An Unlikely Alliance

Photo by Janet Donovan
John Lewis and Peggy Wallace Kennedy, 2016
John Lewis and Peggy Wallace Kennedy, 2016

“Today, America mourns the loss of one of the greatest heroes of American history: Congressman John Lewis, the Conscience of the Congress. John Lewis was a titan of the civil rights movement whose goodness, faith and bravery transformed our nation – from the determination with which he met discrimination at lunch counters and on Freedom Rides, to the courage he showed as a young man facing down violence and death on Edmund Pettus Bridge, to the moral leadership he brought to the Congress for more than 30 years.” Speaker Nancy Pelosi

 

The Edmund Pettus bridge became a symbol of changes taking place in Alabama and the South. It was there that voting rights marchers were violently confronted by law enforcement personnel on March 7, 1965. The day became known as Bloody Sunday.  Some five months later, President Lyndon Johnson signed the Voting Rights Act of 1965.

 

“In 2009, I walked across the Edmund Pettus bridge with (now Rep.D-GA) John Lewis and realized that love and reconciliation can heal the human heart. That’s what I wanted to build my legacy on for my children to know that their mother had found her own voice and that she was building a legacy for them to be proud of; that I was going to speak up and speak out on racial harmony and racial equality and that we can all find our voice and believe in ourselves and love ourselves. We need to, because all of our lives count for something and we should always respect each other for each other’s humanity. That’s the legacy that I wanted to leave for my sons.” Peggy Wallace Kennedy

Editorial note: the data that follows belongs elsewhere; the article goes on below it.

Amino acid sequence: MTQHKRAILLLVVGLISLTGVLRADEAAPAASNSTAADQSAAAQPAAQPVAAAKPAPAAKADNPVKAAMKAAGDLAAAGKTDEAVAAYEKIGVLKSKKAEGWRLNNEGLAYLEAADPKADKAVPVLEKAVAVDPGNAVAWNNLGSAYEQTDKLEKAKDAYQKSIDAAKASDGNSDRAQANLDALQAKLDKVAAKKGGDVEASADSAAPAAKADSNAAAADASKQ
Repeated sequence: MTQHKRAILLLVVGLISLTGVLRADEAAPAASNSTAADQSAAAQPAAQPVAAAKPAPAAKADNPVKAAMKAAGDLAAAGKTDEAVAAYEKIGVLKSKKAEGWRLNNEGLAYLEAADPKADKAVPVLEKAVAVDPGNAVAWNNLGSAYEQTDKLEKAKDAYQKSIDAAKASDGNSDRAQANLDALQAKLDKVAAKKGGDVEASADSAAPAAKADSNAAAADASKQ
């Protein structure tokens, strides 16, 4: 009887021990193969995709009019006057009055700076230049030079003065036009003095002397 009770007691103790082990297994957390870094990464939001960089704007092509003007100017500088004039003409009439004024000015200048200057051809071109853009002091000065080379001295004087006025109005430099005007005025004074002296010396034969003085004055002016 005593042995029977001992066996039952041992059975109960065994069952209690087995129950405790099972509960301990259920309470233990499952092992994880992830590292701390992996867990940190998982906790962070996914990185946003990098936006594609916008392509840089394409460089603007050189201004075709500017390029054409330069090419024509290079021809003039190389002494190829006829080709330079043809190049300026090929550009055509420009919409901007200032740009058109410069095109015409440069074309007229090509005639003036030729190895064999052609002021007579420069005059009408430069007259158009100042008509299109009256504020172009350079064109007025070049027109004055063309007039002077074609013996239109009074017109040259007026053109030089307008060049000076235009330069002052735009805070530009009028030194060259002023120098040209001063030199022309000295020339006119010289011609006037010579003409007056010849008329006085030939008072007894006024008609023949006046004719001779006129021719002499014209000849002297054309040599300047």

From the daughter of one of America’s most virulent segregationists, a memoir that reckons with her father George Wallace’s legacy of hate–and illuminates her journey towards redemption.

 

Peggy Wallace Kennedy has been widely hailed as the “symbol of racial reconciliation” (Washington Post). In the summer of 1963, though, she was just a young girl watching her father stand in a schoolhouse door as he tried to block two African-American students from entering the University of Alabama. This man, former governor of Alabama and presidential candidate George Wallace, was notorious for his hateful rhetoric and his political stunts. But he was also a larger-than-life father to young Peggy, who was taught to smile, sit straight, and not speak up as her father took to the political stage. At the end of his life, Wallace came to renounce his views, although he could never attempt to fully repair the damage he caused. But Peggy, after her own political awakening, dedicated her life to spreading the new Wallace message―one of peace and compassion. In this powerful new memoir, Peggy looks back on the politics of her youth and attempts to reconcile her adored father with the man who coined the phrase “Segregation now. Segregation tomorrow. Segregation forever.” Timely and timeless, The Broken Road speaks to change, atonement, activism, and racial reconciliation.

 

0 Comments For This Article

Post new comment

The content of this field is kept private and will not be shown publicly.
  • Web page addresses and e-mail addresses turn into links automatically.
  • Allowed HTML tags: <a> <em> <strong> <cite> <code> <ul> <ol> <li> <dl> <dt> <dd> <img> <blockquote>
  • Lines and paragraphs break automatically.